Oh, man, hard. Alex and I couldn’t even look at each other that day. We shot that scene on the last day. We came in for rehearsal early in the morning, and we literally couldn’t look at each other. I was looking at Alex’s forehead and she was looking at my chin or something. We just blocked it out for the crew, and tried to save it for when we had to shoot that final piece together.
It was emotional for everyone. But it was really special because we got to close out the chapter together with almost every part of the family, and almost everyone who had been there on the show over multiple seasons. We had to land the plane together, have our big feelings together and say goodbye to this thing that has changed all our lives. It was the perfect way to end.
It really cracks the audience’s hearts open, because as you’re performing that final four minutes, we’re also seeing the growth, and memories from the series rush back. When did Amy and Dan tell you that this would be how things end?
They didn’t really. We got the script for the final episode probably the day before the table read. The script showed up in our inboxes, and we read it and all kind of texted each other like, “Holy shit, they did it!” And what a gift to all of us.
Then, one of the greatest gifts that Amy gave to me was to let me choose what the last moment we shot would be. So, the very last shot we did was of Midge on the couch when Gordon Ford says, “The Marvelous Mrs. Maisel.” Now, I’m gonna cry. It was very emotional.
How did that moment evolve from script to set? Because yes, it is already kind of perfect, but then you have to be in the moment and hear those words come from Gordon’s mouth.
There was no acting necessary. I looked out into the audience and Marin is crying, Caroline [Aaron, as Midge’s ex-mother-in-law Shirley] is crying, and Alex is crying — I couldn’t even look at Alex. Reid was such an amazing partner for that moment — shout out to him — because he was also a part of a show that went seven seasons, “Veep.” He knows what it’s like to close out a chapter this big. He was so generous that entire week, but especially that day, and especially in that moment.
How did performing that four minutes stack up against all the other incredible standup runs you’ve had to do on that show? Was it high-anxiety, or did you feel very settled into it?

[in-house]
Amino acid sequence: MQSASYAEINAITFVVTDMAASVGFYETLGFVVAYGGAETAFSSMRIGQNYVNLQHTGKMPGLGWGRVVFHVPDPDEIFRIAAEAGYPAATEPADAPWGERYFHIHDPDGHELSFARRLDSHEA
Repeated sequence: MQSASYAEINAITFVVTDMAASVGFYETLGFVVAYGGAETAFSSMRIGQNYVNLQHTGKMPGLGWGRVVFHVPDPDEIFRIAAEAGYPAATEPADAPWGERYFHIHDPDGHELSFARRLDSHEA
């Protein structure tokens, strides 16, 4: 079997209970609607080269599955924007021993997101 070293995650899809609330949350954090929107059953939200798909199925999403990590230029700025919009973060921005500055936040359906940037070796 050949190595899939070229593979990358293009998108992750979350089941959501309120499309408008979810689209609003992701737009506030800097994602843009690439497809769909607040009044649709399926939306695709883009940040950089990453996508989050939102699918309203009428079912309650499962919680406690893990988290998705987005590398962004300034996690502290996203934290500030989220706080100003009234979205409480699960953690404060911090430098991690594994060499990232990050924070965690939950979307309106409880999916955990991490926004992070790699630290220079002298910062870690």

I felt settled into it in a way that I really wasn’t expecting, because it kept changing. Amy wanted it, rightfully, to be the perfect final set for Midge to go out on, so she was tweaking and tweaking it until about 48 hours before we shot it. So, I sat there with the script, feeling very intimidated about learning this volume of material with 48 hours to go. But I’ve always felt immensely supported by this cast and crew — and I realize what a rare gift that is — but I have never felt more a part of a team in that moment, in the hours that we spent shooting that scene.
I couldn’t help but reflect on one of the first sets that I ever shot, where I was so petrified, heading into this show, having no experience in comedy, not really knowing anything about the world and being surrounded by giants like Alex, Tony, Marin and Michael, who have so much experience. I remember turning to Alex during one of the earliest sets in the first season, and going, “Please don’t let me suck.” Like if you see something, say something; like, please, any advice at all, I’ll take it. And she looked at me and said, “I can’t help you. Take up your space, and ask for what you need. And bring this character into the world. Nobody knows who she is but you.”
I just was so struck by how far we’ve come, and so grateful for how far I’ve come from those earliest sets to the very end. It was really special, and just a wild experience.
What a life lesson: “Take up your space, and ask for what you need.” I mean, it’s what Midge learns. It sounds like it’s what you learned on this series as well.
Absolutely, yes. And I feel so lucky to have been able to work with folks who helped me learn that lesson for so many years.
Now not to be vain, but I have to ask about the dress that Midge chose to wear, because it is also perfect. Did you have any hand in selecting it? Might it be in your closet at this moment?
It really is such a beautiful dress. It’s not in my closet. I think that dress is gonna go on tour. I wish. Maybe one day.
One of many best parts about being on this show has been collaborating with Donna Zakowska, our brilliant costume designer. And Donna has taught me so much about Midge and her journey through her clothes. Midge is someone who puts a lot of thought into the way that she presents to the world, and leads with that in many regards. That’s something that Donna brilliantly crafted for her — Donna is a beautiful storyteller — and that costume came out of Donna’s brain and was the perfect thing to end on. I was happy to trust fall into Donna’s capable hands for five seasons on the show.
As you mentioned, you chose the final shot to be Midge hearing “The Marvelous Mrs. Maisel.” Why?
It was a scene that everyone was in. We all got to do it together. But it was one of those moments where, when we read it at the table read, it was really emotional. It just felt like the perfect button on the end of this marvelous chapter, if you will. Forgive me for that [pun].
I was thinking I should’ve been working “marvelous” in more often.
I know, it’s terrible. But it’s the first and only time we ever hear it on this series, and it just felt like in that moment, everything came full circle.
What did you do immediately after Amy said, “That’s a wrap.”
Amy kept shooting, actually. We just kept going, and I kept wondering if there was something wrong or if she wasn’t getting what she needed. Then later, someone said, “I just don’t think she was quite ready to let go, so she kept calling for another take.” And we’d do it again. And we’d do it again. Then I think it got late. There was no more time. We all just cried. They popped some pink confetti in perfect “Maisel” fashion, we all had a toast together, and then we all went home.
This interview has been edited and condensed.